Meet passionate producers and vignerons during a tasty weekend in Mudgee, or see how everything old is new again in hip Newcastle. In the outback, forget rushing around and instead spend a week following red-dirt tracks to unexpected places. Walk with Aboriginal guides on Country and listen to their stories for a deeper understanding of these ancient landscapes. Near Broken Hill, sit surrounded by sculptures at sunset and admire nature’s brilliant brushwork. Here are three NSW escapes that will enhance your sense of connection with this nation – choose the one that's right for you.
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Lowe Wines, Mudgee | Photograph: Destination NSW
A tasty weekend in Mudgee
Connect with all things downright delicious and drinkable by tootling to Mudgee – a 3.5-hour drive northwest of Sydney. Settle into the cosy base of the Parkview Hotel, a former 19th-century pharmacy housing seven suites. From here, stroll to the Mudgee Brewing Company to sip Mudgee Mud (its signature imperial stout) or wander down a cobblestone alleyway to snaffle a courtyard table at Alby & Esthers, known for local fruit cordials, housemade chai and jaffles stuffed with locally smoked ham. Mudgee produces exceptional wines, so appoint a designated driver and head to Robert Stein, also home to a vintage motorbike display, and Lowe Wines. Next to Lowe’s cellar door is the Zin House – a farmhouse restaurant that showcases produce from the kitchen gardens and orchards in its long lunches and dinners.
Newcastle | Photograph: Cassandra Hannagan
A four-day (new) history tour of the Hunter
Newcastle was built on steel and coal. Recently, it’s forged a cool new reputation thanks to visionary large-scale projects that reframe its industrial history. Check into Crystalbrook Kingsley – a five-star hotel occupying a Brutalist cylindrical former civic building. The pops of yellow you’ll spy throughout reference the old “canary in a coal mine” practice. A new light rail network has just six stops, but it’s handy for hopping between the CBD’s tastiest attractions. Make like a pirate at the Rum Diary Bar near Honeysuckle light rail station, hop off at Civic to find New Slang Coffee Brewers or ride the rails all the way to Newcastle Beach to find East End Ice Creamery to sample the Lamington flavour. Afterwards, stroll the Bathers Way – a scenic coastal trail – to reach the Bogey Hole, an ocean pool hacked into a rock platform by convicts in the 1820s (possibly enlarging an existing pool created by the original inhabitants).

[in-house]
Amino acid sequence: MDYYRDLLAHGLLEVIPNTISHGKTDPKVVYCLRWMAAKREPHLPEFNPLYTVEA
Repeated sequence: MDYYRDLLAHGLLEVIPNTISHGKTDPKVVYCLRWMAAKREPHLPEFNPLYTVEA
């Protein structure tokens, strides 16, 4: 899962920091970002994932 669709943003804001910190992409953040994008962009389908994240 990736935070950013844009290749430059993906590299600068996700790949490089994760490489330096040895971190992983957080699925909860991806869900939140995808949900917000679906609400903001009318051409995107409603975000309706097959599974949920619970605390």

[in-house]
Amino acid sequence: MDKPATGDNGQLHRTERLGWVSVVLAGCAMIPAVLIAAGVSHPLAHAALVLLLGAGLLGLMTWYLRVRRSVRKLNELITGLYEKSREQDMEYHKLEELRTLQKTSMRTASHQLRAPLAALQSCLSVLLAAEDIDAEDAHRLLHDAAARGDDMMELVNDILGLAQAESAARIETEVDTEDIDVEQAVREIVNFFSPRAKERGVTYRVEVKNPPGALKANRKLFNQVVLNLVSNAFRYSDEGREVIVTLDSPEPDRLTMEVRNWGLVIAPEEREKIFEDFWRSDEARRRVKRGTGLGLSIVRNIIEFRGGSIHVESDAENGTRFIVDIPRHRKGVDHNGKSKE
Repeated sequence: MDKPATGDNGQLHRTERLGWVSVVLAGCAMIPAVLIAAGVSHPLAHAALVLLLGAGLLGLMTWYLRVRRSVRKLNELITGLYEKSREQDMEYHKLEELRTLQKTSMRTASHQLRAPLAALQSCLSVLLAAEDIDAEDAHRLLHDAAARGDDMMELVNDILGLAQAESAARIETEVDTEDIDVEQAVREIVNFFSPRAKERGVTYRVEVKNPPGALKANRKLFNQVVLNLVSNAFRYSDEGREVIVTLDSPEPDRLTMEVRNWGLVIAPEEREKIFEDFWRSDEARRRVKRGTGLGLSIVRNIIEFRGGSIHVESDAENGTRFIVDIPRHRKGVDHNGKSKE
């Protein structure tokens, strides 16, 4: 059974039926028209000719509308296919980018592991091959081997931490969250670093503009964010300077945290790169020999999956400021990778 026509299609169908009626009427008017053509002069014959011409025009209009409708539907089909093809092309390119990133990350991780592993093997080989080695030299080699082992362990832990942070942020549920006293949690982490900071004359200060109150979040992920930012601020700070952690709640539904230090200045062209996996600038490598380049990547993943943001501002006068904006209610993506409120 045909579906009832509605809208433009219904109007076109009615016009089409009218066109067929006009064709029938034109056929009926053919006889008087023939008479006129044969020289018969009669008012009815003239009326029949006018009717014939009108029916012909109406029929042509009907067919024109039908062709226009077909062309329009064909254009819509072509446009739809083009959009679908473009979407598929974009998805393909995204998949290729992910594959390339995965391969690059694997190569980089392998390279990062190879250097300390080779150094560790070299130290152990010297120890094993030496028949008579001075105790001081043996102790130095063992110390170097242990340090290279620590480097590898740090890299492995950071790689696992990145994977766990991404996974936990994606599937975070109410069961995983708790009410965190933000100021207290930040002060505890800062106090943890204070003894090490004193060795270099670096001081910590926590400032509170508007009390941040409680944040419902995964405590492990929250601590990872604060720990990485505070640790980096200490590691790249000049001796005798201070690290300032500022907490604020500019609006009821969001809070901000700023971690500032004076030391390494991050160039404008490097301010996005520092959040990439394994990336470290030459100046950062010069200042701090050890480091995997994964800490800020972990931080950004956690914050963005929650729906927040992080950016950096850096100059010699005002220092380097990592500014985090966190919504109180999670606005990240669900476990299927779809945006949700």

Many people dive into the Hunter Valley to whirl around a few of the 150-plus cellar doors but for a different connection to this region head to Maitland. The heritage town is becoming a compelling cultural outpost thanks to Maitland Regional Art Gallery and other surprises such as the Welcome to Maitland mural. In the suburb of Morpeth, you can even bunk down in a biscuit-themed room at the Historic Arnott Bakehouse.
Mungo National Park | Photograph: Destination NSW
An eye-opening one-week odyssey into the outback
With two airlines now servicing Broken Hill, it makes perfect sense to fly into the Silver City and rent wheels to explore the state’s Far West. Meet some of NSW’s most passionate guides at the ancient Mutawintji Lands, which encompass a national park, nature reserve and historic site 130km from Broken Hill. An Indigenous guide can lead you to stunning galleries of ochre hand stencils and rock engravings.
Chat to your guide and you’ll learn that Badger Bates is a deeply respected figure – you can admire one of Uncle Badger’s sculptures at the Living Desert Reserve on Broken Hill’s outskirts. The 12 sandstone artworks glow red at day’s end – and many visitors bring a celebratory beverage to toast the stunning outback sunset. Art lovers can also tick off neck-craning murals inside the Palace Hotel, one of the famous locations for the movie The Adventures of Priscilla: Queen of the Desert.
If you’re curious about life in the mines, head northeast to the remote town of White Cliffs and hitch a tour with Red Earth Opal owner Graeme Dowton. He’ll take you down his 45-feet deep mine, and even show you how to fossick for the rainbow gemstone yourself. Cap off the day with a subterranean dinner and sleep at the Underground Motel, a mode of outback living that’s helped generations of people escape the heat.
It’s a solid 4.5-hour drive to Mungo National Park, but make the trek to connect with this stark, intriguing landscape rich with Aboriginal history. Learn about the archaeological discoveries of Mungo Man and Mungo Woman and tour the Walls of China formation with an Aboriginal ranger. Return to Broken Hill via Menindee Lakes, rich with birdlife.